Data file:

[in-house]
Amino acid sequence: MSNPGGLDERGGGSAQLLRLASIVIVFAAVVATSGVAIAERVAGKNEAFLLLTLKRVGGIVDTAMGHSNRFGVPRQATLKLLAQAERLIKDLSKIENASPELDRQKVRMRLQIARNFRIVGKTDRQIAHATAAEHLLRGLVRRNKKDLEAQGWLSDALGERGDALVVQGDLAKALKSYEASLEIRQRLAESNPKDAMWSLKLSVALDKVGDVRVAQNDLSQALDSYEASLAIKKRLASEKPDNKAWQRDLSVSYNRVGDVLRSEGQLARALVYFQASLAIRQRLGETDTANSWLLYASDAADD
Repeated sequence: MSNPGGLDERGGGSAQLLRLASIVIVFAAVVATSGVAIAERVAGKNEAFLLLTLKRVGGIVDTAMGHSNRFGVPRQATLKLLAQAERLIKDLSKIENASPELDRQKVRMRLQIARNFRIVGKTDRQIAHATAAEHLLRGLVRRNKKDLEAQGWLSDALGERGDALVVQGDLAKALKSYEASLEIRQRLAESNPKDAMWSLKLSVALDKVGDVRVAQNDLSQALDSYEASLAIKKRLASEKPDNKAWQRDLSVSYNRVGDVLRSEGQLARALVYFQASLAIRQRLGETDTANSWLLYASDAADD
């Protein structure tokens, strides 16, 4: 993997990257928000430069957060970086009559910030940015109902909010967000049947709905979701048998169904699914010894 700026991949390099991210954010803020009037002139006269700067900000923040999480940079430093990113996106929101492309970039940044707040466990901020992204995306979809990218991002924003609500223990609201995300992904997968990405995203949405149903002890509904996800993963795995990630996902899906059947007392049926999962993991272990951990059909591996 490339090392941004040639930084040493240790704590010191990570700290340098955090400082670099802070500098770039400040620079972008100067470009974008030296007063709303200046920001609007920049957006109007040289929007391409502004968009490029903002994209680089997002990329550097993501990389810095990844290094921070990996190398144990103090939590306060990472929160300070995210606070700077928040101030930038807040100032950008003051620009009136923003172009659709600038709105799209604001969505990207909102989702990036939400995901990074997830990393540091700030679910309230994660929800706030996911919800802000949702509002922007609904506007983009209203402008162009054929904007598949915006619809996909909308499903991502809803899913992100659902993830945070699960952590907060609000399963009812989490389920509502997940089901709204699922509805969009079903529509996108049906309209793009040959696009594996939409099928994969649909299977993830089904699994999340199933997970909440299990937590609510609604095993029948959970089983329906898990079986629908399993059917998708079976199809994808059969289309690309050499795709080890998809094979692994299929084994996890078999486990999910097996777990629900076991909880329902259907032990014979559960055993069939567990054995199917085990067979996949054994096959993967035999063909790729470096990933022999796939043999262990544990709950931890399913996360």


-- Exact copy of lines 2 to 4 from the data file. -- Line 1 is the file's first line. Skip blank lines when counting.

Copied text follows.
Amino acid sequence: MSNPGGLDERGGGSAQLLRLASIVIVFAAVVATSGVAIAERVAGKNEAFLLLTLKRVGGIVDTAMGHSNRFGVPRQATLKLLAQAERLIKDLSKIENASPELDRQKVRMRLQIARNFRIVGKTDRQIAHATAAEHLLRGLVRRNKKDLEAQGWLSDALGERGDALVVQGDLAKALKSYEASLEIRQRLAESNPKDAMWSLKLSVALDKVGDVRVAQNDLSQALDSYEASLAIKKRLASEKPDNKAWQRDLSVSYNRVGDVLRSEGQLARALVYFQASLAIRQRLGETDTANSWLLYASDAADD
Repeated sequence: MSNPGGLDERGGGSAQLLRLASIVIVFAAVVATSGVAIAERVAGKNEAFLLLTLKRVGGIVDTAMGHSNRFGVPRQATLKLLAQAERLIKDLSKIENASPELDRQKVRMRLQIARNFRIVGKTDRQIAHATAAEHLLRGLVRRNKKDLEAQGWLSDALGERGDALVVQGDLAKALKSYEASLEIRQRLAESNPKDAMWSLKLSVALDKVGDVRVAQNDLSQALDSYEASLAIKKRLASEKPDNKAWQRDLSVSYNRVGDVLRSEGQLARALVYFQASLAIRQRLGETDTANSWLLYASDAADD
């Protein structure tokens, strides 16, 4: 993997990257928000430069957060970086009559910030940015109902909010967000049947709905979701048998169904699914010894 700026991949390099991210954010803020009037002139006269700067900000923040999480940079430093990113996106929101492309970039940044707040466990901020992204995306979809990218991002924003609500223990609201995300992904997968990405995203949405149903002890509904996800993963795995990630996902899906059947007392049926999962993991272990951990059909591996 490339090392941004040639930084040493240790704590010191990570700290340098955090400082670099802070500098770039400040620079972008100067470009974008030296007063709303200046920001609007920049957006109007040289929007391409502004968009490029903002994209680089997002990329550097993501990389810095990844290094921070990996190398144990103090939590306060990472929160300070995210606070700077928040101030930038807040100032950008003051620009009136923003172009659709600038709105799209604001969505990207909102989702990036939400995901990074997830990393540091700030679910309230994660929800706030996911919800802000949702509002922007609904506007983009209203402008162009054929904007598949915006619809996909909308499903991502809803899913992100659902993830945070699960952590907060609000399963009812989490389920509502997940089901709204699922509805969009079903529509996108049906309209793009040959696009594996939409099928994969649909299977993830089904699994999340199933997970909440299990937590609510609604095993029948959970089983329906898990079986629908399993059917998708079976199809994808059969289309690309050499795709080890998809094979692994299929084994996890078999486990999910097996777990629900076991909880329902259907032990014979559960055993069939567990054995199917085990067979996949054994096959993967035999063909790729470096990933022999796939043999262990544990709950931890399913996360």